“The list of things that we’re looking for is community resilience, equitable systems, decreased dependence on cars, electric mobility, clean electricity, building fuel switching, reducing building energy use, sustainable consumption and waste management. And finally, carbon dioxide removal,” Hathcock said.

Hathcock and his wife Kiersten, who is the vice president of marketing for Moonshot, knows all too well about the ups and downs of working for companies and understands the importance of programs such as theirs. “We’ve been in their [entrepreneurs] shoes. We’ve struggled financially in the past, seen multiple layoffs, and launched both for-profit and nonprofit companies,” Hathcock said. “Starting a company when you are in dire conditions is not often the first thing you think about, but it can be the best thing you do. When Kiersten launched her company Mod Mom Furniture, it really was out of a need to bring into our household additional funds to pay the bills. She did that. She said no more letting another company or person control her future, our future. She would make her own, she would call the shots. So, as a husband-and-wife team, if we can help others find their own power, focus, their voice … how great is that?”

In 2011, Kiersten Hathcock appeared on “Shark Tank,” pitching her Mad Mom Furniture line. She was looking for $90,000 in exchange for 25% of the company. Shark Robert Herjavec made her an offer that eventually fell through, however, an angel investor called and set up a licensing deal with Stanley Furniture, giving her brand international exposure. That deal didn’t last long either.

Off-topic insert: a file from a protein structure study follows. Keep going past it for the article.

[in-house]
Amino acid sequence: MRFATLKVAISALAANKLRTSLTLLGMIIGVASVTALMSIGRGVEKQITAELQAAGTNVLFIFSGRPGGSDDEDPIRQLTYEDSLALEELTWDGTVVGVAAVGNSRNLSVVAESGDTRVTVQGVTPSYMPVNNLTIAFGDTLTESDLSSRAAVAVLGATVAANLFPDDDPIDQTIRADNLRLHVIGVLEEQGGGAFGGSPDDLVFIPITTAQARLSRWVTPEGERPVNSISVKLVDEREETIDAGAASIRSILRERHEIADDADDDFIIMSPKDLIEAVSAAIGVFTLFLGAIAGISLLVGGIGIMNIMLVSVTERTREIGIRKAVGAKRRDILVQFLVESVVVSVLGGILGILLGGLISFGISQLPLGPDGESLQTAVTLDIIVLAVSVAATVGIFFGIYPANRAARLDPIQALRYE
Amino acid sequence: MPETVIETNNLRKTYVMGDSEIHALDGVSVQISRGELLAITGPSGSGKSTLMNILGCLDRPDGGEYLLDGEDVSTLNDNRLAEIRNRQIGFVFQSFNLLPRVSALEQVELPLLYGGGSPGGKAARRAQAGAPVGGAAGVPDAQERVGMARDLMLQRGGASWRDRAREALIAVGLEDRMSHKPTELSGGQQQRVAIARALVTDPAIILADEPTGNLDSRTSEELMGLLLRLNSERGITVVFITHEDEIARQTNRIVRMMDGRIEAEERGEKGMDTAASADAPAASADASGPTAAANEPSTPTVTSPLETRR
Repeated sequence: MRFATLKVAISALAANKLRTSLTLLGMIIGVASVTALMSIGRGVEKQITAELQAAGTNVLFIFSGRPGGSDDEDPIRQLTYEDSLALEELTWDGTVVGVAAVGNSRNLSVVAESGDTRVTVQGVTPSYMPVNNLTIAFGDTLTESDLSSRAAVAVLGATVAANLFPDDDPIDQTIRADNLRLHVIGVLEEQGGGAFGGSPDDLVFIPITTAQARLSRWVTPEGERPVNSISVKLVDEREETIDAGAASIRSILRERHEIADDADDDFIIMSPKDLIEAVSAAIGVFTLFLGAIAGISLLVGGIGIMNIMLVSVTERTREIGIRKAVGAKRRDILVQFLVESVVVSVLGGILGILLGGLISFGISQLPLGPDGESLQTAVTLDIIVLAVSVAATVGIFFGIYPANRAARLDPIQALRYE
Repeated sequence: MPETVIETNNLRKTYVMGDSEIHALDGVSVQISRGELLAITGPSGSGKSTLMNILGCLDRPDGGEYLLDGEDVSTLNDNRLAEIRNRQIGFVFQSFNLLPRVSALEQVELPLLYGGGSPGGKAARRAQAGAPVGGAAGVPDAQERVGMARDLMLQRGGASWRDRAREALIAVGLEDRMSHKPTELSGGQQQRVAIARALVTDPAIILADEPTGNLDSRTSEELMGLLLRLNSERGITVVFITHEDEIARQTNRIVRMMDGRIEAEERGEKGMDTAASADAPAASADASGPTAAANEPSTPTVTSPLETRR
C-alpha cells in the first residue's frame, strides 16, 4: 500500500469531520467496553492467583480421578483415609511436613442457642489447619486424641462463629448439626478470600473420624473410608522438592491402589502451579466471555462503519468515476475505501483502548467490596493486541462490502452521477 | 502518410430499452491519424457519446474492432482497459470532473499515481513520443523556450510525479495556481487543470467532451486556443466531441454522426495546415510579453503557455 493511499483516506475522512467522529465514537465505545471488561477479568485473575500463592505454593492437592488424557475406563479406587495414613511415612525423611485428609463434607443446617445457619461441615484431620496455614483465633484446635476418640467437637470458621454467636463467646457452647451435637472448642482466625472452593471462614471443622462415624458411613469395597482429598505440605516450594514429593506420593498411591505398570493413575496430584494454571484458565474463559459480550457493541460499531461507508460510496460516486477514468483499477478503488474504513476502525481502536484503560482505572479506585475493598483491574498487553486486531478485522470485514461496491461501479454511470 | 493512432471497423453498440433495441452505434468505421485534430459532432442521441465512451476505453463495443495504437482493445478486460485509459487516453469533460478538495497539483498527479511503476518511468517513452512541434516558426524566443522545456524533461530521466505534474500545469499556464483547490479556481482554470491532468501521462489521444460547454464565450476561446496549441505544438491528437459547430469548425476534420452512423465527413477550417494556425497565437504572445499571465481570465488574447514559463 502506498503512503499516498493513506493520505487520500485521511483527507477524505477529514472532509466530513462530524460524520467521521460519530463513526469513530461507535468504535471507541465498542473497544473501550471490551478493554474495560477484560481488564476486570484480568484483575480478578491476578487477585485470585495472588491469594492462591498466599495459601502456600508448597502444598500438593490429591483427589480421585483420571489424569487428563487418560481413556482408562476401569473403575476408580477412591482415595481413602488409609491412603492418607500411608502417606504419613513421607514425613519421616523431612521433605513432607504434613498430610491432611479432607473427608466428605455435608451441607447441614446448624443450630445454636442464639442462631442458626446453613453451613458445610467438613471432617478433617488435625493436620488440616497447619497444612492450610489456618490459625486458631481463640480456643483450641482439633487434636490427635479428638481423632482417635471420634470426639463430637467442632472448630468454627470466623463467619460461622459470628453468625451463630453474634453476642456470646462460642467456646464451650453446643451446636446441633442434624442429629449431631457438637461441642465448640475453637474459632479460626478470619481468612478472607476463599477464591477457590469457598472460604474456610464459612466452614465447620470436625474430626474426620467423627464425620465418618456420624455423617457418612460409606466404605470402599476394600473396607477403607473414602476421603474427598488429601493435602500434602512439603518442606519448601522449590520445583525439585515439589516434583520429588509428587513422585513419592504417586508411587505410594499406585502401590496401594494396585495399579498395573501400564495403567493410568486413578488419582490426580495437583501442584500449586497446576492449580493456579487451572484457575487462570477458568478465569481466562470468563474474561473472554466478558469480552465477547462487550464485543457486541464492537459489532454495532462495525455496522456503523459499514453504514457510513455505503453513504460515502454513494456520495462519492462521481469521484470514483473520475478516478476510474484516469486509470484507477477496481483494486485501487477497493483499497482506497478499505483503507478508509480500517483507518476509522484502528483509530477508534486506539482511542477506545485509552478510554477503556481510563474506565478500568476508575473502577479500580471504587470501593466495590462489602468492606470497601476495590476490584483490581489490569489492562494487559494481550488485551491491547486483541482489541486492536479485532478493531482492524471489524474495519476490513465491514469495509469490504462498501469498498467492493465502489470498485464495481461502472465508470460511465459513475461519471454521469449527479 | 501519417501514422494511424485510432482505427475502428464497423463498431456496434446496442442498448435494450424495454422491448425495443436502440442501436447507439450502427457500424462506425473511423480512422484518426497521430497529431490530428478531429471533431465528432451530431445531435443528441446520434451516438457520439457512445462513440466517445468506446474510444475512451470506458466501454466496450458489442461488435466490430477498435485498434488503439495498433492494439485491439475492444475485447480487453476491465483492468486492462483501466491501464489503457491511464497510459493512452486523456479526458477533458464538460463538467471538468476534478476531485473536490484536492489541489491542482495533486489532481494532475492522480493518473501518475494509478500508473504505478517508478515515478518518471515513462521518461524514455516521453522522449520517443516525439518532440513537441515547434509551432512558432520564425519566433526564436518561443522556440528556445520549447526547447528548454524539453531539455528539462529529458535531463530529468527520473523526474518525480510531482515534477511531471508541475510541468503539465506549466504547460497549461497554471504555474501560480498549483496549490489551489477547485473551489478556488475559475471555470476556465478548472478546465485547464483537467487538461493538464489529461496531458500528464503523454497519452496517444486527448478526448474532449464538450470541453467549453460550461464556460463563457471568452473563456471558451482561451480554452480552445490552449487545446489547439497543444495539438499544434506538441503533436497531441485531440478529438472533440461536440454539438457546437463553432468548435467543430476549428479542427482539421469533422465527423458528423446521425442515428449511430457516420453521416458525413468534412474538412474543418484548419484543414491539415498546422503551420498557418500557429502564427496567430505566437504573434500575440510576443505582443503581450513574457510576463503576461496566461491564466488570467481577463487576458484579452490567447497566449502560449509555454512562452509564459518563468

As of May, Hathcock’s company is back in business, and doing $2 million annually.

“With regards to companies that start with a green initiative, they grow 20 times faster than an average company,” Hathcock stated. I thought that was interesting because when we did this with Kiersten’s toy boxes, we [checked] if pesticides were used and wanted to know what goes into the wood [we were using] and the processes of glue. We had the Amish building the toy boxes in the beginning, and they are very much in line with that. But the branding around the company [Mod Mom Furniture] was more about, ‘Made in America.’ I think it’s interesting that companies have proven data showing for the last couple of years that if they have a green initiative, then they grow faster.”

Danusia Szumowski and David Fowler, who participated in the Verde Valley Moonshot, moved to Sedona in March of 2021 from Napa Valley. Fowler had started a water filtration business in 1989 in the Silicon Valley area. “I started like a lot of entrepreneurs — in a garage — and started selling products to primarily commercial businesses in and around the Bay Area, Silicon Valley and through the 90s and well into the 2000s,” Fowler said. “And we had a lot of ups and downs along the way. We weathered a lot of storms and kept rolling.”